- Dr Sophie Parker, Chief Investigator (Director & Consultant Clinical Psychologist, Youth Mental Health Research Unit & Psychosis Research Unit), Greater Manchester Mental Health NHS Foundation Trust
- Dr Lydia Pearson, Trial Manager, Greater Manchester Mental Health NHS Foundation Trust
- Mr Anton Strong, Service User Researcher, Greater Manchester Mental Health NHS Foundation Trust
- Dr Chris Sutton, Trial Methodology & Statistics, University of Manchester
- Dr David Shiers, Carer Consultant, Greater Manchester Mental Health NHS Foundation Trust
- Dr Gemma Shields, Health Economist, University of Manchester
- Dr Heather Law, PPI Lead, Greater Manchester Mental Health NHS Foundation Trust
- Dr Jonathon Wilson, Consultant Psychiatrist and Research Director, Norfolk and Suffolk NHS Foundation Trust
- Prof. Matthew Broome, Prof of Psychiatry and Youth Mental Health, University of Birmingham
- Emma Cernis, Clinical Psychologist, University of Birmingham
- Prof. Richard Bentall, Clinical Psychology, University of Sheffield
- Dr Sarah Peters, Qualitative Lead, University of Manchester
- Ms Sarah Leo, Head of R&I, Sponsor, Greater Manchester Mental Health NHS Foundation Trust
- Prof. Steve Jones, Director of Spectrum Centre for Mental Health, Lancaster University
- Dr Timothy Clarke, Research Clinical Psychologist, Norfolk and Suffolk NHS Foundation Trust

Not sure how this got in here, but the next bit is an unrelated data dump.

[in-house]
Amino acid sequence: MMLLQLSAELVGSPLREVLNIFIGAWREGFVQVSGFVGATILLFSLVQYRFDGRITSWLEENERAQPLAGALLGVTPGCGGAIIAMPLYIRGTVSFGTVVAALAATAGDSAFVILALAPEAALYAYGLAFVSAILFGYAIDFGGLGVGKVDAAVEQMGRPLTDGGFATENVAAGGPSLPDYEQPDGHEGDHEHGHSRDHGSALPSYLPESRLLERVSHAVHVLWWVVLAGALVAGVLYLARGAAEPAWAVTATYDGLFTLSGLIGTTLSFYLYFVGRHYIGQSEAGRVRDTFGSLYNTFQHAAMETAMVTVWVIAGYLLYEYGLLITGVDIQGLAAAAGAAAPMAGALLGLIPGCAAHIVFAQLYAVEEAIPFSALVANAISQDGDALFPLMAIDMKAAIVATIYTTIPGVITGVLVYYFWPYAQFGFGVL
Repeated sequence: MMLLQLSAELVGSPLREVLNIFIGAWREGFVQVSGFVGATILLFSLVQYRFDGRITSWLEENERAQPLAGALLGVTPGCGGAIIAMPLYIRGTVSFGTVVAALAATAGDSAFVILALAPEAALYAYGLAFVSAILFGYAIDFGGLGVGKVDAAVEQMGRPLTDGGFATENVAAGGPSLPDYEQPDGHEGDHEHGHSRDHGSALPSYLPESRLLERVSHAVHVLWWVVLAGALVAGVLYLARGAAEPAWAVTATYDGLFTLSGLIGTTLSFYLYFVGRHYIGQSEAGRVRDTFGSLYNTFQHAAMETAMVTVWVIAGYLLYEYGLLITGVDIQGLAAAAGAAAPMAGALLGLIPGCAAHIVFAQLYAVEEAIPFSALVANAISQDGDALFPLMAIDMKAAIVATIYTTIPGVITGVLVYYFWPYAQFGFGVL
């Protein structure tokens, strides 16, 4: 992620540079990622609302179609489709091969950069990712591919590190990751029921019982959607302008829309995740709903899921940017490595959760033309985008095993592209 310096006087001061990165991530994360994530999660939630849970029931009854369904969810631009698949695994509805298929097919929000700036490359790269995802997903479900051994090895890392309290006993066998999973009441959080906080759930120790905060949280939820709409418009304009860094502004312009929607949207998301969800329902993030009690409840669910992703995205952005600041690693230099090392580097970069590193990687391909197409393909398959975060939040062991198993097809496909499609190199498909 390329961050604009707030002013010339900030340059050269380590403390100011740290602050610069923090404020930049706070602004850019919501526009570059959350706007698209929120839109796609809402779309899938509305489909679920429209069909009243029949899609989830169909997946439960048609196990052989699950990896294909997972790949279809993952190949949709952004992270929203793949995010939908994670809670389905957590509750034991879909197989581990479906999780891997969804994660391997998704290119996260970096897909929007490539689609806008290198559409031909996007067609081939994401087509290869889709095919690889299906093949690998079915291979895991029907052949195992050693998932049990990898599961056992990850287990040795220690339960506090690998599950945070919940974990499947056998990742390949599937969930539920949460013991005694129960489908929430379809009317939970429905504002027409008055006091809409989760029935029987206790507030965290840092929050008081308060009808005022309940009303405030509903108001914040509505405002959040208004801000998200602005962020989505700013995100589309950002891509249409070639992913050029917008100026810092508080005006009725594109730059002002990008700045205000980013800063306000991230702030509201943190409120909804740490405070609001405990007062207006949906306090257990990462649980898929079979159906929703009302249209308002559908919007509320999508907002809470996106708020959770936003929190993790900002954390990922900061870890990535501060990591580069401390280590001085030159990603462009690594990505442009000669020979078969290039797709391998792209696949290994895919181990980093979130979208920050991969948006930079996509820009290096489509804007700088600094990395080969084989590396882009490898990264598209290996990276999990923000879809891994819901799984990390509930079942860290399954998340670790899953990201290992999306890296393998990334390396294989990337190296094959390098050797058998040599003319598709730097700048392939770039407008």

- Ms Wendy Jones, Service User Researcher, Greater Manchester Mental Health NHS Foundation Trust
If you would like to talk to someone about your mental health there are many different ways you can access information and support.
- Mind – provides information, training, and support for people with mental health problems and their families: Mind website (mind.org.uk)
- Rethink Mental Illness – provides information, training and support for people with mental health problems and their families: Rethink Website (rethink.org)
- Bipolar UK – provides information and support for people with bipolar, including support groups and support lines: Bipolar UK Webpage (bipolaruk.org)
- Campaign Against Living Miserably – provides online information and telephone/online chat support to people experiencing distress: Campaign Against Living Miserably Webpage (calmzone.net)
- The Hub of Hope – provides details of mental health support services in your area (UK only): The Hub of Hope Webpage (hubofhope.co.uk)
- Patient Advice and Liaison Service (PALS) - provide a point of contact for patients, their families and their carers to offer confidential advice, support and information on health-related matters: What is PALS (Patient Advice and Liaison Service)? - NHS (www.nhs.uk)
If you need more urgent help and are already in contact with mental health services, please contact them directly. If you are not in contact with mental health services, the following might be helpful:
- Your usual GP practice
- Your local out of hours GP or Accident and Emergency. Please visit nhs.uk if you’re unsure where to find these services
- If you are unsure of what help you need, call 111 for the NHS telephone advice service
- For someone to talk to over the phone, call Samaritans on 116 123 or email email@example.com
- If you feel there is a serious and immediate risk, please call the emergency services on 999